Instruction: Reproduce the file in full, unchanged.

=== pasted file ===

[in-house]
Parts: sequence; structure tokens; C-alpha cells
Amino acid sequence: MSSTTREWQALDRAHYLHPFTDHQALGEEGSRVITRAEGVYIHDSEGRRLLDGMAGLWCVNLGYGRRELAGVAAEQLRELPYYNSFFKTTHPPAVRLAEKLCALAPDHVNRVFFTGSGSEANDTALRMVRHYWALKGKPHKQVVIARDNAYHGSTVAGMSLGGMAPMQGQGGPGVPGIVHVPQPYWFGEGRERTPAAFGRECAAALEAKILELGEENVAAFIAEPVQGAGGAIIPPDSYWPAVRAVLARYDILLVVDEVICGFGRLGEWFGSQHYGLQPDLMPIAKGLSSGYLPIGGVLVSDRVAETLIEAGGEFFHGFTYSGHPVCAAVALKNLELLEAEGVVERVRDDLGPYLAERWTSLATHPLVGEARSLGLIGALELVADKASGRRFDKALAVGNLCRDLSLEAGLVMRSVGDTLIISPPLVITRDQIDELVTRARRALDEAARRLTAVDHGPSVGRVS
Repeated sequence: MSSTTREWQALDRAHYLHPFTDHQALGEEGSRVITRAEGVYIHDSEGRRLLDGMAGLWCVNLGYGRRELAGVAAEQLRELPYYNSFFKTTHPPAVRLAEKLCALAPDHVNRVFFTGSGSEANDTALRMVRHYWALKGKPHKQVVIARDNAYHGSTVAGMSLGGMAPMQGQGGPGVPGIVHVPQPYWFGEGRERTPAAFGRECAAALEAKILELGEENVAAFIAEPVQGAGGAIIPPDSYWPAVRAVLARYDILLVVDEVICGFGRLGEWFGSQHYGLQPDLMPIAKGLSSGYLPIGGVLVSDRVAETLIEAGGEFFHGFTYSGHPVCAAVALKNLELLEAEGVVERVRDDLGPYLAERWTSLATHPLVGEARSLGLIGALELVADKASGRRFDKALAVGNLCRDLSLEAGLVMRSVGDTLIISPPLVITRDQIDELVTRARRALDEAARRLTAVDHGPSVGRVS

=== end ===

[in-house]
Parts: sequence; structure tokens; C-alpha cells
Amino acid sequence: MSSTTREWQALDRAHYLHPFTDHQALGEEGSRVITRAEGVYIHDSEGRRLLDGMAGLWCVNLGYGRRELAGVAAEQLRELPYYNSFFKTTHPPAVRLAEKLCALAPDHVNRVFFTGSGSEANDTALRMVRHYWALKGKPHKQVVIARDNAYHGSTVAGMSLGGMAPMQGQGGPGVPGIVHVPQPYWFGEGRERTPAAFGRECAAALEAKILELGEENVAAFIAEPVQGAGGAIIPPDSYWPAVRAVLARYDILLVVDEVICGFGRLGEWFGSQHYGLQPDLMPIAKGLSSGYLPIGGVLVSDRVAETLIEAGGEFFHGFTYSGHPVCAAVALKNLELLEAEGVVERVRDDLGPYLAERWTSLATHPLVGEARSLGLIGALELVADKASGRRFDKALAVGNLCRDLSLEAGLVMRSVGDTLIISPPLVITRDQIDELVTRARRALDEAARRLTAVDHGPSVGRVS
Repeated sequence: MSSTTREWQALDRAHYLHPFTDHQALGEEGSRVITRAEGVYIHDSEGRRLLDGMAGLWCVNLGYGRRELAGVAAEQLRELPYYNSFFKTTHPPAVRLAEKLCALAPDHVNRVFFTGSGSEANDTALRMVRHYWALKGKPHKQVVIARDNAYHGSTVAGMSLGGMAPMQGQGGPGVPGIVHVPQPYWFGEGRERTPAAFGRECAAALEAKILELGEENVAAFIAEPVQGAGGAIIPPDSYWPAVRAVLARYDILLVVDEVICGFGRLGEWFGSQHYGLQPDLMPIAKGLSSGYLPIGGVLVSDRVAETLIEAGGEFFHGFTYSGHPVCAAVALKNLELLEAEGVVERVRDDLGPYLAERWTSLATHPLVGEARSLGLIGALELVADKASGRRFDKALAVGNLCRDLSLEAGLVMRSVGDTLIISPPLVITRDQIDELVTRARRALDEAARRLTAVDHGPSVGRVS